One of the things I get asked is what slow cooker should I buy. I have my favorites which I’m happy to recommend, but there are a few questions you need to ask yourself to determine what’s best for you.
How many people are you cooking for?
- 4 quart will feed 2 and have leftovers for lunch the next day or feed 4
- 3 1/2 quart is pretty close to a 4 quart but works better for a 2 to 3 person household
- 5 quart is good for a family of 4 to 6
- Unless you have a huge family or cook meals ahead and freeze them you would not want anything over a 6 quart
Round or Oval?
Want to cook breads in a loaf pan? An Oval one is the way for you to go to fit pans inside the slow cooker and getting them back out easily. Round ones can be cheaper but tended to have more hot spots in my experience, so I don’t like them for baking but they are perfect for soups or stews.
Manual or Programmable?
Manual ones are less expensive, so that’s one reason to pick it. Programmable refers to the ability to automatically switch to warm after the time you specify. It does not allow you to program the time it starts. (Lots of people would get food poisoning if they did – especially meat eaters!)
If you come home late or have an unpredictable schedule spend the extra money on a programmable slow cooker. It will pay for itself by not ruining your dinner.
Multicooker or Slow Cooker Only?
This is a new one for me, but I finally got an Instapot and I’m rethinking this. I really love it’s stainless-steel insert and the fact that it can replace my yogurt maker and rice cooker. I will never own just one slow cooker because I need to test recipes in many different ones. However, if you live in a tiny house or apartment this is well worth the small footprint in your kitchen. See more about those at the bottom of this post.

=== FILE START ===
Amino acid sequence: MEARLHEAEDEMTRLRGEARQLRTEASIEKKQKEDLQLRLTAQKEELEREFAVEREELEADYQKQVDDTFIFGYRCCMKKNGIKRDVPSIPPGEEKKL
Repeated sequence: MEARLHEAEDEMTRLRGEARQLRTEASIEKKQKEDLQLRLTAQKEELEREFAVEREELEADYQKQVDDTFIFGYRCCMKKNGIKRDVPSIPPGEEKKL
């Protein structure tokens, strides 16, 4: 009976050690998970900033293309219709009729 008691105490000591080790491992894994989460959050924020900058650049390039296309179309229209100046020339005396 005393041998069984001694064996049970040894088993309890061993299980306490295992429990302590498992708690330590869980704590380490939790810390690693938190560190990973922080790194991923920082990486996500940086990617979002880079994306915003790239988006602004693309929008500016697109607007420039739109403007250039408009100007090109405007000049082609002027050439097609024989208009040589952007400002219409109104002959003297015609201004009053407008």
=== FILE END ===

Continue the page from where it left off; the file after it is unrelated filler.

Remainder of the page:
Each brand seems to have their own now and not all of them do everything my Instapot does. You can see the latest line-up here on Amazon.
Why am I obsessed with 1 1/2 to 2 quart slow cookers?
Ok, this is an easy one. These run around 10 to 20 dollars and you can make breakfast, dips, fondues, and cook just a cup of beans at a time. I really use mine everyday for oatmeal and then again during the day to cook a can’s worth of beans to use in my dinner.
Some people have found one at Target on sale for 3.00, so check in your area. I have one that’s a Chefmate brand that I bought at Target. I also use the Crockpot brand 2 quart and it cooks really well.
There are also some new connectable slow cookers in different sizes and I can’t wait to try out the Crockpot 2 quart slowcooker that is in this line.
Here are a few others you should check out that are 1 1/2 quarts:
There are also some new 2.5 and 3 quart slow cookers popping up.
This 3 quart from Hamilton Beach is on my counter all the time and there are other styles if you want something different. They are all very pretty.
New Slow Cooker FAQS
- It will run hotter than the one you are replacing that’s 10 years old. Add more liquid or cook for a shorter amount of time.